Outdoor dining plan sparks space conflicts among Village residents, businesses

As New York City’s Open Restaurants program moves toward becoming permanent, Greenwich Village businesses owners and area residents take different stances on the benefits and drawbacks of outdoor dining.

Emma Grimes, Contributing Writer

New York City’s Open Restaurants program is on track to become permanent. Since its emergency authorization due to COVID-19 in June 2020, more than 10,000 restaurants have enrolled in the program, which allows them to expand dining areas onto city sidewalks and streets. Despite being in the process of recovery from the pandemic, the city’s Department of Transportation launched 2022 applications for the program on Dec. 9. 

“During the pain of the pandemic, New Yorkers helped us reimagine miles of our streets as lively spaces where we can dine out, meet with friends and neighbors, or just enjoy our neighborhoods,” DOT commissioner Hank Gutman said while announcing the program’s expansion. “This fantastic program is getting better and better as we work hard to ensure people around the city can access these vibrant public spaces right in front of their doorsteps.”

John’s of Bleecker St. is a pizzeria located on 278 Bleecker St, and one of the restaurants saved by the Open Restaurant program from the impacts of COVID-19. (Photo by Kevin Wu)

But while many business owners support the outdoor dining initiative, some Greenwich Village residents see the outdoor dining structures as a nuisance. A lawsuit from 22 New York City residents against the state of New York argues that outdoor dining has had an “ongoing negative impact” on neighborhoods and their residents, causing noise pollution and piles of trash, as well as making it difficult to navigate sidewalks filled with crowds of diners.

One of the plaintiffs, who has a hearing disability, claims that outdoor venues block her view from the sidewalk when trying to cross the road, preventing her from seeing approaching cars or bikes. Another plaintiff who uses a cane to help her walk says she struggles to walk through the narrowed sidewalk and often has to walk over unstable metal grates.

Stern first-year Maya Istafanous expressed similar frustrations, saying she is made to feel like she is interrupting dinners and disrupting waiters from serving meals.

“I understand when there are a bunch of them on residential streets, they can be really cluttering,” Istafanous said. “I get how they can be frustrating for people who live there. You start to feel like you’re in the way when you’re on the public street.”

Emily Stone, a Steinhardt sophomore, said that outdoor dining structures have made transportation through the city more dangerous.

“I’ve been in multiple Ubers that have clipped other cars or outdoor dining setups,” Stone said. “If the road isn’t big enough it can be very congested, it doesn’t help with transportation at all.”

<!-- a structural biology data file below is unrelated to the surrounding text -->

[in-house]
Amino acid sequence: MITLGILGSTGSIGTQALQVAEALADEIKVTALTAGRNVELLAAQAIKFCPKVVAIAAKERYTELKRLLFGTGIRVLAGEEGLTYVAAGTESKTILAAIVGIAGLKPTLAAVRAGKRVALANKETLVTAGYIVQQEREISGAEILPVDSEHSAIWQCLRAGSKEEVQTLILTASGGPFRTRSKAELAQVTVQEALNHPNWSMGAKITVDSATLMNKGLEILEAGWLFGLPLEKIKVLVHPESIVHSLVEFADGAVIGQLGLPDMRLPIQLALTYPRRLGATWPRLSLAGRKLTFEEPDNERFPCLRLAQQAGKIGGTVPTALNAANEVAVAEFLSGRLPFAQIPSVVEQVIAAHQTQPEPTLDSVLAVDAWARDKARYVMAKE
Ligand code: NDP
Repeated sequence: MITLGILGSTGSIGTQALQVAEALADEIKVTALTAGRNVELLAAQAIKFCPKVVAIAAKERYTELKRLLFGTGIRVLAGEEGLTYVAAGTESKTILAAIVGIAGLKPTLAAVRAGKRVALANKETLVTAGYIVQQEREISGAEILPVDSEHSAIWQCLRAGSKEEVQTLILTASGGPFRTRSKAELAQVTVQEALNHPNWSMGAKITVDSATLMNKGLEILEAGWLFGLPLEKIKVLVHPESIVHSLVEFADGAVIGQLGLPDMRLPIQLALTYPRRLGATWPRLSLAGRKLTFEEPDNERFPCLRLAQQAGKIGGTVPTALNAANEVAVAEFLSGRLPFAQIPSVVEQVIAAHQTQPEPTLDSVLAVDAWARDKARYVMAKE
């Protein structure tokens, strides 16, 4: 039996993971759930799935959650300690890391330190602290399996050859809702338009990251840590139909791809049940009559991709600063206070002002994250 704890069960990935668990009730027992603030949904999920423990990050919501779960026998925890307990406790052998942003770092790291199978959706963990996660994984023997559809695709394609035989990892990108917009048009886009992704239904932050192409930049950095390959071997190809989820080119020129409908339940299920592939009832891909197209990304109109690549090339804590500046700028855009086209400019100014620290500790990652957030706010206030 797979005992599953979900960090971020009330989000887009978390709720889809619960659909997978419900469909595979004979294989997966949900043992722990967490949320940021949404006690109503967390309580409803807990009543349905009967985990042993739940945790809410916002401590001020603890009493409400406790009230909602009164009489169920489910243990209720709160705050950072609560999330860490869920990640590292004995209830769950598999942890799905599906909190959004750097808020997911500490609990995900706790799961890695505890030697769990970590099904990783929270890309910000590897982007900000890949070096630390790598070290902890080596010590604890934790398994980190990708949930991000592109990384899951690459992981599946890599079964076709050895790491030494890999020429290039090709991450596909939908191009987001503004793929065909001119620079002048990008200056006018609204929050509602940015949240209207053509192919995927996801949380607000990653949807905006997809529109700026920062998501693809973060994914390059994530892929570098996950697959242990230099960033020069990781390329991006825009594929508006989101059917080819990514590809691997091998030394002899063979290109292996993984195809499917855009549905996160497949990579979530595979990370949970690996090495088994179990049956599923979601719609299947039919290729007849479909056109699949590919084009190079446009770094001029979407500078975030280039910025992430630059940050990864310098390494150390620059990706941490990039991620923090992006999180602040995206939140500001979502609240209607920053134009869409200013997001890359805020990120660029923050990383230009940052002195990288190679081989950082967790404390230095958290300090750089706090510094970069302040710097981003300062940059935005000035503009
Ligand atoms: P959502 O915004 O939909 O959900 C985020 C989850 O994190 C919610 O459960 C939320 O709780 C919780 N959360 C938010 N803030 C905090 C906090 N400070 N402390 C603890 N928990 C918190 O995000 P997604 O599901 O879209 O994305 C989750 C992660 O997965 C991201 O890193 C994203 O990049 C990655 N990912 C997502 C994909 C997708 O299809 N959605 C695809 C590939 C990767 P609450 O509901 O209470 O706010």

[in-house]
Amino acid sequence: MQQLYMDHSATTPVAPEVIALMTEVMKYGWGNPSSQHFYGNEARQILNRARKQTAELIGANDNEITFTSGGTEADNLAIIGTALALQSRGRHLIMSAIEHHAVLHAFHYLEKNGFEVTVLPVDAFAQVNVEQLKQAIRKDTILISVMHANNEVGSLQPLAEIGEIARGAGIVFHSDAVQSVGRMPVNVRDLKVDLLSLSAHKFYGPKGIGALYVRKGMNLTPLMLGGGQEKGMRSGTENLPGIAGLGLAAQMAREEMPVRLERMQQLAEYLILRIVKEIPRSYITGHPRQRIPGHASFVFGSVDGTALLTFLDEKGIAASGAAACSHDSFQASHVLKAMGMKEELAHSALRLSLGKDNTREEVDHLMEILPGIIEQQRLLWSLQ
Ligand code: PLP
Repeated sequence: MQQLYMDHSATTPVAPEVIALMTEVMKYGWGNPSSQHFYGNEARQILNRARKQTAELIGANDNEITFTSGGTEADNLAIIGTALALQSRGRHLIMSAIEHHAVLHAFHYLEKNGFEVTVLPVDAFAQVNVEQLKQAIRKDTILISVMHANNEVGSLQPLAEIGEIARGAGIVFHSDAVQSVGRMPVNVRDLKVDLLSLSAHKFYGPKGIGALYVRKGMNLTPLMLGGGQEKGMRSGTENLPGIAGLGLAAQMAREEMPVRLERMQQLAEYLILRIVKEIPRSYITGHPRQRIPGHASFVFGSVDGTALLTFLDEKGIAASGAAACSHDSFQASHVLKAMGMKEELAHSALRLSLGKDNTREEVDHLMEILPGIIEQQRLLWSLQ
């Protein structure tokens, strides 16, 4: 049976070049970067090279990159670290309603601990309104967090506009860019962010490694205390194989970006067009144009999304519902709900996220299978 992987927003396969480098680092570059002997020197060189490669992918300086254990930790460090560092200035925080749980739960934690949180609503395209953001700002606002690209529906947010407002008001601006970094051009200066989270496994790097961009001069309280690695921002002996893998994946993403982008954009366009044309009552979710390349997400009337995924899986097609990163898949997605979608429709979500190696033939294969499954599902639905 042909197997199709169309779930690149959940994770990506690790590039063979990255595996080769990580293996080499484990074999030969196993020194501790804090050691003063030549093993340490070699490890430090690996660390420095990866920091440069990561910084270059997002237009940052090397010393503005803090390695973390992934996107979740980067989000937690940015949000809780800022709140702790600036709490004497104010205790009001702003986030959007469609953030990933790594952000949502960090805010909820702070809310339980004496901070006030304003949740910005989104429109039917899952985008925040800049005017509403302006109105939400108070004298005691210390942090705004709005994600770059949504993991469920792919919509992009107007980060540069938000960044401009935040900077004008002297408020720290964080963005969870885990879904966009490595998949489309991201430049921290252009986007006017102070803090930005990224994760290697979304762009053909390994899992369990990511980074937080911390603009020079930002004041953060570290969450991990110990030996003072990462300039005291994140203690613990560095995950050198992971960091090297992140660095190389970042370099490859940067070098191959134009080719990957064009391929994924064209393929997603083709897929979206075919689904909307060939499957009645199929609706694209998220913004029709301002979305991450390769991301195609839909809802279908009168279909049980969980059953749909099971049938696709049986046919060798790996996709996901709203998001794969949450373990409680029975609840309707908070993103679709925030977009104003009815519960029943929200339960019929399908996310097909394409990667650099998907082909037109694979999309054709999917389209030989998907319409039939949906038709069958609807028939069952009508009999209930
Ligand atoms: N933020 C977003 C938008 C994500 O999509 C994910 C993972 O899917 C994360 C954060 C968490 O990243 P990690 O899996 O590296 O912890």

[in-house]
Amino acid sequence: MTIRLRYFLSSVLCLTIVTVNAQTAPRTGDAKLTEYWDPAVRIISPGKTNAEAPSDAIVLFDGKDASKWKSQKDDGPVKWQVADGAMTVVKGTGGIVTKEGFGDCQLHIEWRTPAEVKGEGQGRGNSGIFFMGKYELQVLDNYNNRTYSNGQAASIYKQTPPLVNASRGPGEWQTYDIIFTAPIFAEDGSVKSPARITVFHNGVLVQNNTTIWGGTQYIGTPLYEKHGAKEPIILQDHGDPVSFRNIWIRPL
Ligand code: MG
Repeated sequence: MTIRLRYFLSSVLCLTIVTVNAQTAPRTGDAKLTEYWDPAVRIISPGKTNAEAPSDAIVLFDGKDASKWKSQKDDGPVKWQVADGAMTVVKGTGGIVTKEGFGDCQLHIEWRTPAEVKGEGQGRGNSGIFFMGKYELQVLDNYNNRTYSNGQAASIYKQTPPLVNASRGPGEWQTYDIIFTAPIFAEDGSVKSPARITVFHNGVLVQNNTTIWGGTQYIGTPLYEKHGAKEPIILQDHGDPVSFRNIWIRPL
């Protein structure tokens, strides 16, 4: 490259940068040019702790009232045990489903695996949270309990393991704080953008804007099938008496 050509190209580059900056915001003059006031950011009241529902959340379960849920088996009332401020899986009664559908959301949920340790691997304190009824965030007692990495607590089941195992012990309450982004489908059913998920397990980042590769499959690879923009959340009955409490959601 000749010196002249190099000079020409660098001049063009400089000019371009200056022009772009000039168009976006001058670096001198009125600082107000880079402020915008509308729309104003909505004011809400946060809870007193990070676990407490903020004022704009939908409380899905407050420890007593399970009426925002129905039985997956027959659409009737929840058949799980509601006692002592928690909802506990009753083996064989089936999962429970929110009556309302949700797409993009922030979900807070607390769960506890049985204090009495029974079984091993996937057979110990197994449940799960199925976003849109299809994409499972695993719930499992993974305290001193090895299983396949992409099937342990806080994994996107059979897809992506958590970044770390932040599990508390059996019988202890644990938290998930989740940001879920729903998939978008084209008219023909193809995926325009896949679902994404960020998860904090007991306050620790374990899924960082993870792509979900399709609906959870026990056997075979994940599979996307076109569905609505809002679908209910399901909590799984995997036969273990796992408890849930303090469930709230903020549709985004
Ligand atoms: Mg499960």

Restaurant owners have used the Open Restaurants program to grow their venues and increase revenue. One of the businesses that has benefitted from the program is John’s of Bleecker Street, a well-known pizzeria founded in 1929. Kevin Jones, one of the managers, said that outdoor dining allowed them to stay afloat during the pandemic.

“Now, it continues to help us pay for what we lost,” he said. “Some of the neighbors don’t like it, though we haven’t got any personal complaints. But we read the papers just like everyone else.”

If you cut off a section of the street because of outdoor dining, it makes it more narrow and dangerous.”

— Christine Liu, Silver junior

Caffè Reggio is an Italian cafe located on 119 MacDougal St, whose outdoor dining seating has quadrupled in size during the pandemic. (Photo by Kevin Wu)

Caffè Reggio, a coffeehouse that has stood on MacDougal Street since 1927, has also found success from the program. The current owner, Fabrizio Cavallacci, said the restaurant had only five outdoor tables before COVID-19. Now, it has 20.

“It did help a lot,” Cavallacci said. “We did not have indoor seating, so we had only outdoor seating.”

Silver junior Christine Liu lives above one of the most popular brunch spots in Manhattan. Liu said that when she leaves her building, particularly on Saturday and Sunday mornings, it is difficult to even step onto the street.

“These streets are already chaotic — there are ambulances going back and forth, people honking, pedestrians, people on bikes — and if you cut off a section of the street because of outdoor dining, it makes it more narrow and dangerous,” Liu said. “I feel like there should be a solution.”

In an effort to resolve the tensions over the program, the DOT and the Department of City Planning are hosting roundtable discussions for residents to voice their opinions. The first community meeting was held in Queens on Dec. 6, and more will take place over the next six months.

The City Planning Commission approved a zoning amendment in October to advance a proposal to make the program permanent. If it is adopted by the city council and mayor, applications will open late next year for the permanent program’s 2023 launch.

Contact Emma Grimes at [email protected]